The teen didn't come home last night. I slept through his missing - snoozed, snored, dreamed, tossed and turned in a glorious sleep until H came into the bedroom this morning with a cup of coffee and told me the teen was missing. I immediately got out of bed. Checked his room. H was right. The bed was unslept in. I went downstairs. Checked my middle son's room thinking that while he, middle son was in America that the teen might have decided on the memory foam mattress as a luxurious option to his creaky, single bed. No. No sign of the teen. I picked up my phone and called him. I heard his voice, hi Mom, he said. Where the hell are you, I asked in a voice that tried to sound irritated but failed as the relief kicked in. I'm at L's, he said, he made nachos and it got too late to come home and I texted K, (older brother) to tell you and I'm okay and goodnight. Goodnight? I said, it's nine a.m. for god's sake. Oh yeah, he said in a sleep-laden voice, sorry, he added and hung up.
Teen summers are great fun. You never see the teen for a start except at meal time and then depending on what's on the menu. Texts are numerous but scant;
What's for dinner?
Can you make extra chicken breasts?
Are we having steak?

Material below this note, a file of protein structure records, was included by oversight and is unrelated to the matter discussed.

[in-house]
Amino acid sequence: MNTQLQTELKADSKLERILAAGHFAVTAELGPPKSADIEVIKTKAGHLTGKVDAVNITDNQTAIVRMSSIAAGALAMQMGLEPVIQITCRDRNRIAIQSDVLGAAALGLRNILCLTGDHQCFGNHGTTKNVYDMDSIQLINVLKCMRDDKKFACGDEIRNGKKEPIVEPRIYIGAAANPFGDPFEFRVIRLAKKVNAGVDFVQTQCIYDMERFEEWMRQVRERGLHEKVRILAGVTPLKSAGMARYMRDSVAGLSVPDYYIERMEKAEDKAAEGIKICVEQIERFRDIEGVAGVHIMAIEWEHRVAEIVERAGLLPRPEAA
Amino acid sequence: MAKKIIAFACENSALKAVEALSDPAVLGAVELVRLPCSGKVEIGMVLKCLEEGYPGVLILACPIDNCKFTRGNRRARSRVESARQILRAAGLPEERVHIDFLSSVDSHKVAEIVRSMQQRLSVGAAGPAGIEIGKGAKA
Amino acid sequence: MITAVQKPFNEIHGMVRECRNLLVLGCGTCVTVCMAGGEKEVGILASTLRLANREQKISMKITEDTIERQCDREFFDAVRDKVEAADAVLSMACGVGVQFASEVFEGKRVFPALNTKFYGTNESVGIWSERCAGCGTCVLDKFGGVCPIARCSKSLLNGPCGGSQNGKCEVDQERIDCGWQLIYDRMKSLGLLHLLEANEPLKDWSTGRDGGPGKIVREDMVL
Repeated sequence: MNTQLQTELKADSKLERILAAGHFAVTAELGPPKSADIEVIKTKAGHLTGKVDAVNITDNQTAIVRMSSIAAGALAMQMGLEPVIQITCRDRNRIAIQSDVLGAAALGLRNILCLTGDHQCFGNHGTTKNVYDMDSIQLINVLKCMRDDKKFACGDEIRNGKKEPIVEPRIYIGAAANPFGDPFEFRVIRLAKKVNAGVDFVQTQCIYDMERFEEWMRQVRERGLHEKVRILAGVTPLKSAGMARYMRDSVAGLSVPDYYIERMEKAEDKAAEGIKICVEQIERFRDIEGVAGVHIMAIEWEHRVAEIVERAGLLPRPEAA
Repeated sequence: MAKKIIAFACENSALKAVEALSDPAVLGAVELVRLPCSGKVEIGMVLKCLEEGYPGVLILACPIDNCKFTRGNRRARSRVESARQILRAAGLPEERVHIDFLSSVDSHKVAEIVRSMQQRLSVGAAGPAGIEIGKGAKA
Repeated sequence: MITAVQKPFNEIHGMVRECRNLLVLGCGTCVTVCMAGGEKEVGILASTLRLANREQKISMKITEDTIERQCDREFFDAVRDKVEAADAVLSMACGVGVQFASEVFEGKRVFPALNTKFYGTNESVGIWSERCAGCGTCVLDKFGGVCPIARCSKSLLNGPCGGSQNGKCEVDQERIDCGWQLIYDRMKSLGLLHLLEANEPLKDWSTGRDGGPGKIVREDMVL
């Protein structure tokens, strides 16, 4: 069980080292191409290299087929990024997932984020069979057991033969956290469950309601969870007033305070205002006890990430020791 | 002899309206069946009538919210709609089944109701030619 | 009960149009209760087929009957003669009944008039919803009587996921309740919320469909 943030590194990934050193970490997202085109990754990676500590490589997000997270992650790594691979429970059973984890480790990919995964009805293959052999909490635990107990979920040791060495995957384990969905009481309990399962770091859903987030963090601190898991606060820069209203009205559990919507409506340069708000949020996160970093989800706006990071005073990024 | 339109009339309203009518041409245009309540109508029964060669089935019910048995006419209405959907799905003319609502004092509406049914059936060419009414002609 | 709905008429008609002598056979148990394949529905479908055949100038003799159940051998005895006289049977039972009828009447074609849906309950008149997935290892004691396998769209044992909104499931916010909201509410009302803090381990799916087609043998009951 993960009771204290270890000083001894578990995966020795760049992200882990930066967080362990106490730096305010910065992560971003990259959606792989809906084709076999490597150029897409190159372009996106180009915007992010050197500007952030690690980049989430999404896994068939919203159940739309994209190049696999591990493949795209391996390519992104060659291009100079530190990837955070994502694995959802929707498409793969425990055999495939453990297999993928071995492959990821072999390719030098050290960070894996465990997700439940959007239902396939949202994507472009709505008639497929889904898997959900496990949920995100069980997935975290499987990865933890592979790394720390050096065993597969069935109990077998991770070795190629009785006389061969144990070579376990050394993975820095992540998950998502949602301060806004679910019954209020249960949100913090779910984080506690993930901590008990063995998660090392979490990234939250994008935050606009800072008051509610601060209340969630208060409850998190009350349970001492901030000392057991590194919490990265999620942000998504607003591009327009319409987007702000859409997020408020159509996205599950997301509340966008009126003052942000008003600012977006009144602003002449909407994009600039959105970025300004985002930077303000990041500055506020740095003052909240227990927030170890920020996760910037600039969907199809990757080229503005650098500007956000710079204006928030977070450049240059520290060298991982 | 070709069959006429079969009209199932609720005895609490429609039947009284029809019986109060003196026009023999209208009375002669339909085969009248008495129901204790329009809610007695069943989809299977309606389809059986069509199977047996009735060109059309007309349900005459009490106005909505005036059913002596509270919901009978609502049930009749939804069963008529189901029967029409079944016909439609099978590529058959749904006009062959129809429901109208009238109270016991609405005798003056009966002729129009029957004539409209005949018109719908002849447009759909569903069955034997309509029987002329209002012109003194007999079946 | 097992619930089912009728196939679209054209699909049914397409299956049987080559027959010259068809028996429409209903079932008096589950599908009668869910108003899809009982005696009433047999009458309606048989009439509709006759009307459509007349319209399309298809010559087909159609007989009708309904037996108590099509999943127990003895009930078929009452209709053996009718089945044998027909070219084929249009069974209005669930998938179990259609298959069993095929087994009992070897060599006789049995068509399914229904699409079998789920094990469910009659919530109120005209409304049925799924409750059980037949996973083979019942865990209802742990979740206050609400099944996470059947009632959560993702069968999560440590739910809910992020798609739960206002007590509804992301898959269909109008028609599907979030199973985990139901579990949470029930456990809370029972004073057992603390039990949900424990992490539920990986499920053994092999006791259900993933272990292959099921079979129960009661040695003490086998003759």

Summer is great.
Big exams next year, better make the most of it!
And then there is the friend who just passed her driving test and drives Mom's jeep like a pro and pulls up outside the house to pick up the teen. His test is in two weeks time. He has the nerves he told me. He asked me to stop complaining about having to drive him places. He said he will be a failure if he doesn't pass. I tell him he's a good driver. He'll pass flying colours, he ought to, the lessons cost a small fortune but I don't say that and he shakes his head, glances at himself in the mirror, smooths his hair and takes off to join the rally driver waiting outside on the road. I want to shout after him, ask him if he has a key. If he remembered to floss. If he ever remembers the past summers. The walks off into the bog. The days at the beach as I watched him catch crabs and wet his toes without me for the first time in the incoming tide. How I put a hand to my brow to ease the startling light and how I never realised that I was trying to hold something back, something impossibly precious that was leaving me as quickly as it had come.